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Home & Health


Asbestos is most commonly found in older homes via pipe and furnace insulation materials, shingles, millboard, textured paints, coating materials and floor tiles.

The Facts

Asbestos is a mineral fiber found in rock and soil. It is found in several manufactured products and building materials because of its strength and high-heat tolerance. Even though exposure to asbestos has been proven to cause health problems, most uses are not banned in the U.S. For a list of banned products, visit the EPA’s website.


The most common sources of asbestos exposure:

    • Workplace exposure in industries that mine, make or use asbestos products and those living near these industries, including: the construction industry (particularly building demolition and renovation activities); the manufacturing of asbestos products (such as textiles, friction products, insulation and other building materials) and auto repair industry (particularly automotive brake and clutch repair work)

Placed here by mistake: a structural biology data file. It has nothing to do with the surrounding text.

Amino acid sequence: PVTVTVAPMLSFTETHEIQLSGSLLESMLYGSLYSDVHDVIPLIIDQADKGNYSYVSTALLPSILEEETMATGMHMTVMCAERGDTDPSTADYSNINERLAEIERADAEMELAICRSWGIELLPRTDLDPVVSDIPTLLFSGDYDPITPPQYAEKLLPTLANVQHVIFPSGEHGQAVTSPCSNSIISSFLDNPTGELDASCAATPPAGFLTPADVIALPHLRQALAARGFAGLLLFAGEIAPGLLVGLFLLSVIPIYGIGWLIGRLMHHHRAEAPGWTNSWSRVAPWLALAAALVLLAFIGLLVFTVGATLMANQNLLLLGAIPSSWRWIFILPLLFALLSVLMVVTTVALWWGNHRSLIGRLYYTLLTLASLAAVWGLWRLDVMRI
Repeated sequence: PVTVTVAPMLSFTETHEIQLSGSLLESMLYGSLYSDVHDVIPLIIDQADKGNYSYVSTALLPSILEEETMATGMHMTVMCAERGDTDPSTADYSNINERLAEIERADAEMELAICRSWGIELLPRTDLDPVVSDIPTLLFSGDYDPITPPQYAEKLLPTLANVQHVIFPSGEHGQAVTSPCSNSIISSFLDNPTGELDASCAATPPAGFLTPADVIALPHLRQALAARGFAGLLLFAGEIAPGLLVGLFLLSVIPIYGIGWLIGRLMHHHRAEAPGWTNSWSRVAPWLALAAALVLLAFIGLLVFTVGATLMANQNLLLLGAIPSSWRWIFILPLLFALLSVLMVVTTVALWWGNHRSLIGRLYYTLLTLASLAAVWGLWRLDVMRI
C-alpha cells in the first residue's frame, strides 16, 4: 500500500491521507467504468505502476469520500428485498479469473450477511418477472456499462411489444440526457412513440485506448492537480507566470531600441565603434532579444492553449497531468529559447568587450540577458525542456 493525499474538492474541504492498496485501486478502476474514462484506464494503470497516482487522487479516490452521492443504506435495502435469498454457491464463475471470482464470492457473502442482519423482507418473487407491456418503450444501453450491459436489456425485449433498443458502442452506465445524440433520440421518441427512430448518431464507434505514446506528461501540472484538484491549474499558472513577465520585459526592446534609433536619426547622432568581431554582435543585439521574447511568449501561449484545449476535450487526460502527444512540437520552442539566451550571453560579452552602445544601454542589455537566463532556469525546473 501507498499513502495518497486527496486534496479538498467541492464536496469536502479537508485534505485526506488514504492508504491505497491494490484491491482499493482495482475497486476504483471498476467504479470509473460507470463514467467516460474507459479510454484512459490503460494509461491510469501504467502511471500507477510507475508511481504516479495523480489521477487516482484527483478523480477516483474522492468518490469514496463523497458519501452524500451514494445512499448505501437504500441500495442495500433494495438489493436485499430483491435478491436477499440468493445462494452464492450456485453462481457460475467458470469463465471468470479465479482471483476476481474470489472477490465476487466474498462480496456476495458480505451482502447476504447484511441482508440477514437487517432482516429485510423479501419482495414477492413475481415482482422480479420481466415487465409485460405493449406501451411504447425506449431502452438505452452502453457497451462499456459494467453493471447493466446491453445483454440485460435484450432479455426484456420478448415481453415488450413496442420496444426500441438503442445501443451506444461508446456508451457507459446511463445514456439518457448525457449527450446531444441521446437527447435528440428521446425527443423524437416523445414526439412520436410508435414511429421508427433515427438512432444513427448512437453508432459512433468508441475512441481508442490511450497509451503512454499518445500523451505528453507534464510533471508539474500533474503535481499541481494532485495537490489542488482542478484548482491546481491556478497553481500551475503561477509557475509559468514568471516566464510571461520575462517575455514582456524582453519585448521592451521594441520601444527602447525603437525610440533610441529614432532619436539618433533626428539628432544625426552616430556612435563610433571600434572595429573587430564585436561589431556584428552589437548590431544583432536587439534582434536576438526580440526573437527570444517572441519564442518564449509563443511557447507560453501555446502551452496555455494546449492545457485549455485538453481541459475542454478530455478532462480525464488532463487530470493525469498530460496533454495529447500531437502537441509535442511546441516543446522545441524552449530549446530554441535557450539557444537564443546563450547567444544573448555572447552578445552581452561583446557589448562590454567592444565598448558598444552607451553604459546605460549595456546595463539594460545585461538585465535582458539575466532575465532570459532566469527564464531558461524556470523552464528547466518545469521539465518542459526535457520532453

• Deteriorating, damaged or disturbed asbestos-containing products such as insulation, fireproofing, acoustical materials and floor tiles
    • According to the EPA, elevated concentrations of airborne asbestos can occur after asbestos-containing materials are disturbed by cutting, sanding or other remodeling activities. Improper attempts to remove these materials can release asbestos fibers into the air in homes, increasing asbestos levels and endangering people living in those homes.1


Breathing high levels of asbestos fibers can lead to:

  • An increased risk of lung cancer
  • Mesothelioma (a cancer of the lining of the chest and the abdominal cavity)
  • Asbestosis (condition that occurs where lungs become scarred with fibrous tissue)2

Actions You Can Take

If you think there may be asbestos in your home it is best to leave it alone if it is intact. Any asbestos remediation work should be performed by a licensed specialist. Owners and residents must receive notification of asbestos when purchasing or leasing properties. Visit the EPA website to learn about asbestos programs in your state to address questions about requirements and regulations.


Contact GHHI to see how you can keep your home safe from asbestos.